All said and done. I repent myself for the sake of kande-pohe!!Maybe some 10 years later, i will make sure I have the ceremony with Sudhir making the kande-pohe and cha for me n aai- baba :-D

    That "girl" in your blog sounds closer home

  2. Neat ! "Today the pohe-ridden living room ritual has been replaced by the emoticon riddled scrap" !

    Brilliant ! LOL !

    Yes. We talk in English but write in gibberish !! Orkut and Facebook are the new grammar schools. And chat rooms provide instant marriages..err messages !!


  3. Chandru had told me about your blog and your interests in Cricket.

    My visit to sysads room has reduced and hence you might not have seen me recently.

    You can also have a look at:

  4. That young girl looks very familiar :) Though everything is arranged, a young girl would look out for an accidental rendevouz somewhere to flare up imagination.

    Nice read.

  5. Enjoyed this post very much. I've read some blogs where the marriage was arranged and found it fascinating. Myself thinking, "I could not stand to be in that situation."

    But to look back on my previous relations, my parents KNEW when the guy was not right for me and stated their mind. I wish I trusted in their views much earlier on. (I am happy to say that my parents think Greg is a great person and definitely approve of him!)

    Should I mention I met Greg online at a dating site? I'm not the bar type, neither is Greg. We aren't in the same social settings (though his good friends live within walking distance of my home and I never knew them until after I dated Greg).

    Had it not been for the dating site, most likely we never would have met.

    Dating has changed.... yet, not really. The venues, mayhap, but not the foundation.

  6. harshu: I'll fly to Bengaluru if Sudhir is making the Kande Pohe....

    Kavi: Thank you. Just realized that CCD is part of the proceedings these days...but no pohe, no fun.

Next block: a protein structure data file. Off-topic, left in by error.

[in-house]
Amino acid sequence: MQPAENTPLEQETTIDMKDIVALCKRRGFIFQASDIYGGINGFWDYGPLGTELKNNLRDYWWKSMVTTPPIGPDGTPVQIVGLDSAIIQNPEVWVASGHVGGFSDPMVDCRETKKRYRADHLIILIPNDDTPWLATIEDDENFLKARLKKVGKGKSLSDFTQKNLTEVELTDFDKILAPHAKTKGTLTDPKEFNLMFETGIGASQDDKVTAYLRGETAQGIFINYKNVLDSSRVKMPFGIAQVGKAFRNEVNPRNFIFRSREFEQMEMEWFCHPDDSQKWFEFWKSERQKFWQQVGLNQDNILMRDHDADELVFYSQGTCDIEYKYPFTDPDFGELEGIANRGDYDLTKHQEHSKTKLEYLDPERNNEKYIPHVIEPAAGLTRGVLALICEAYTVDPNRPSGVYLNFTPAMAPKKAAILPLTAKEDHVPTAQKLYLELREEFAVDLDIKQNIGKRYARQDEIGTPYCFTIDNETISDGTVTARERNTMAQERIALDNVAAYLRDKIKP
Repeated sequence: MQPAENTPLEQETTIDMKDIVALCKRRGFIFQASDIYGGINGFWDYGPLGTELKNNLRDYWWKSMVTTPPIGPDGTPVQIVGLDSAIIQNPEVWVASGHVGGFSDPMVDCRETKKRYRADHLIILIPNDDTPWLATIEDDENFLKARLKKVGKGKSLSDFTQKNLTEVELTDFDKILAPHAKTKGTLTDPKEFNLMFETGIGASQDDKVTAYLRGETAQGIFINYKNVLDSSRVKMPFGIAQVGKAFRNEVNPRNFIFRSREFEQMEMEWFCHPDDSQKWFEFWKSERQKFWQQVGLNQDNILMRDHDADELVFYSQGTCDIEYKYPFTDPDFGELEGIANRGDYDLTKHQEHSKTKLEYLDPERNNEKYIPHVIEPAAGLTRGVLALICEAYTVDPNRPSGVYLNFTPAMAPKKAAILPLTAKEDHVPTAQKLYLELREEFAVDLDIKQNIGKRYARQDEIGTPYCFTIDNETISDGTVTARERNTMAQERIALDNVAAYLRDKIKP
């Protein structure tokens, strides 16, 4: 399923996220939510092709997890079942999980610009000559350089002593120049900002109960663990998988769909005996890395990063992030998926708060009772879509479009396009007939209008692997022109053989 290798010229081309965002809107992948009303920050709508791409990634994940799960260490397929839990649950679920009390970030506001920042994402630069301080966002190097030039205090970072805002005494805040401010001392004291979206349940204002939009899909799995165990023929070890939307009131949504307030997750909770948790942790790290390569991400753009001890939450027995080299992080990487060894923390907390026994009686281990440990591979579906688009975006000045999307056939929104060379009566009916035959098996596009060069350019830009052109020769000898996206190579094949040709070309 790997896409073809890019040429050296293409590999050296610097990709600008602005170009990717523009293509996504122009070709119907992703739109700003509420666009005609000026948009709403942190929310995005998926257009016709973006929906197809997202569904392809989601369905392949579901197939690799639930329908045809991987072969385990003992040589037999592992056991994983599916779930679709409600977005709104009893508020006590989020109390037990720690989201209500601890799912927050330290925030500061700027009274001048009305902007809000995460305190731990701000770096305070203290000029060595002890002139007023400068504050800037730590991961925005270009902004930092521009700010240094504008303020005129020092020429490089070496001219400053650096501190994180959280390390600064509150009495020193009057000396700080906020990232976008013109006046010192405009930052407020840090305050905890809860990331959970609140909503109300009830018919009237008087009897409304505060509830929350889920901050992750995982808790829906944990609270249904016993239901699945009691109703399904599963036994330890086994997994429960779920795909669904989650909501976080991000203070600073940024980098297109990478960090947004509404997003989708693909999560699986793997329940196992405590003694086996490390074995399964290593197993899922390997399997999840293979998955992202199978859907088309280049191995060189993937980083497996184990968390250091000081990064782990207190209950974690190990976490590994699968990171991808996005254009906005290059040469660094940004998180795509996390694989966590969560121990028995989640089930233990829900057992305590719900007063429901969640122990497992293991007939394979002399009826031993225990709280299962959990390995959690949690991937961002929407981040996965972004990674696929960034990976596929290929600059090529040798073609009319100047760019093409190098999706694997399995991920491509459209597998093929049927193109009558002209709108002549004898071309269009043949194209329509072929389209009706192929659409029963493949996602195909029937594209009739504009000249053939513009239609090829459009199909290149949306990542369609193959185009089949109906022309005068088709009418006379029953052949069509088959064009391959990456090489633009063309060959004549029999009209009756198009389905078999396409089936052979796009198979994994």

Joy: the girl is certainly familiar :-). thank you.

    Aleta : very interested to read your comments. Just proves that East,West,North or South, parents will be parents....Thank you.

  7. enjoyed reading the post, it all sounds so familiar, except that in our families people wanted to see the girl walking( may be she is lame:), reading, and even if the girl cant boil water for tea, she is attributed with all the activites being done by her, as she ia jack of all trades:)

  8. renu: actually, in addition to asking the girls to walk, they even ask them sometimes to read, from what I have heard. Checking the limbs, eyes, brains.... what next ?

  9. That last line was something i did tell my parents! :)Thankfully, they didn't subject me to the kande-pohe ritual, but i did meet a few guys just to keep them happy (outside the home of course).

    You will be amazed at how 'arranged' marriages are in the West too. Very often, people get introduced in church or the families know each other or friends set up people on blind dates. And parents in the West are equally worried about their children finding the right partner. They are as persistent as Indian parents in this matter.

  10. Im hoping to rack up and bank enough bonus flight miles so that my children get free tickets to whereever they want to elope to with thier unsuitable someones!

    My kids are now 6 and 4. You figure I can do it by then?

    Loved the line about scraps! In my day we just simpered at each other with angst ridden eyes. Al Gore hadnt invented the internet yet.

    Another Kiran in NYC

  11. globalindyan : I agree with your take on how "arranged" marriages in the west are. I was in grad school at UCIrvine in early 70's, and shared an apartment with an American girl. Parents everywhere are absolutely the same. The manifestation of the tension varies....

    Another Kiran in NYC : Dont worry about bonus miles. I have a feeling that by then folks will be trying out everything, including eloping etc in "virtual reality"....

  12. I just went through your post. It took off tangent but something on similar lines. I'm a Tamilian born and brought up in dombivili in the early 70's. Then it used to be a predominantly Maharashtrian area. We (me and my friends) as kids used to have free access to everybody's house as we lived in a 'chawl' system. I have been through all this rituals (courtesy the uninvited visits to somebody's house) though never understood the significance of it till late in life.

    Dassara is approcahing therefore this post made me remember the days of 'Bondla'. Guessing what was inside the 'dabba' and getting to eat at least 7-8 varities of sweets and savouries.

    Where have those simple pleasures of life gone?

  13. Ganesh : I did the "Bhondla" too, in Pune. It is normally a girls thing. I wonder how you guys managed to gatecrash in Dombivli....

    But yes, those were the days.

  14. Dear Madam,

    I was talking about the days when I was a 4-5 years old kid. At that age you get a free license to any function irrespective of gender. The reason being kids at that age are innocent and are not capable of any devious acts.

    Another reason I mentioned the 'Bhondla' was I'm cursed with a photographic recall of many events in my life irrespective of their importance.